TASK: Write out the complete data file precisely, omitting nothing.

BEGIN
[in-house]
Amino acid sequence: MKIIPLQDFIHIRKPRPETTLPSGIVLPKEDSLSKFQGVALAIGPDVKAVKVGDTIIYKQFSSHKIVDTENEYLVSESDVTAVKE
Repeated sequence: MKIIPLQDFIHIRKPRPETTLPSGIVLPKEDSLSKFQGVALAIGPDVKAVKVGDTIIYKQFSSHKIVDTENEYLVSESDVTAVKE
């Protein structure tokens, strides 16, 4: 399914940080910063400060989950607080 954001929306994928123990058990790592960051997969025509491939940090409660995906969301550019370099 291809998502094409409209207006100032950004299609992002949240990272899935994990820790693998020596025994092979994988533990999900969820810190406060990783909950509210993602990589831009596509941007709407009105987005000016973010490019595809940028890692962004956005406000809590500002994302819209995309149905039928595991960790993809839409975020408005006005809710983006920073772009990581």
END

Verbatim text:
[in-house]
Amino acid sequence: MKIIPLQDFIHIRKPRPETTLPSGIVLPKEDSLSKFQGVALAIGPDVKAVKVGDTIIYKQFSSHKIVDTENEYLVSESDVTAVKE
Repeated sequence: MKIIPLQDFIHIRKPRPETTLPSGIVLPKEDSLSKFQGVALAIGPDVKAVKVGDTIIYKQFSSHKIVDTENEYLVSESDVTAVKE
């Protein structure tokens, strides 16, 4: 399914940080910063400060989950607080 954001929306994928123990058990790592960051997969025509491939940090409660995906969301550019370099 291809998502094409409209207006100032950004299609992002949240990272899935994990820790693998020596025994092979994988533990999900969820810190406060990783909950509210993602990589831009596509941007709407009105987005000016973010490019595809940028890692962004956005406000809590500002994302819209995309149905039928595991960790993809839409975020408005006005809710983006920073772009990581």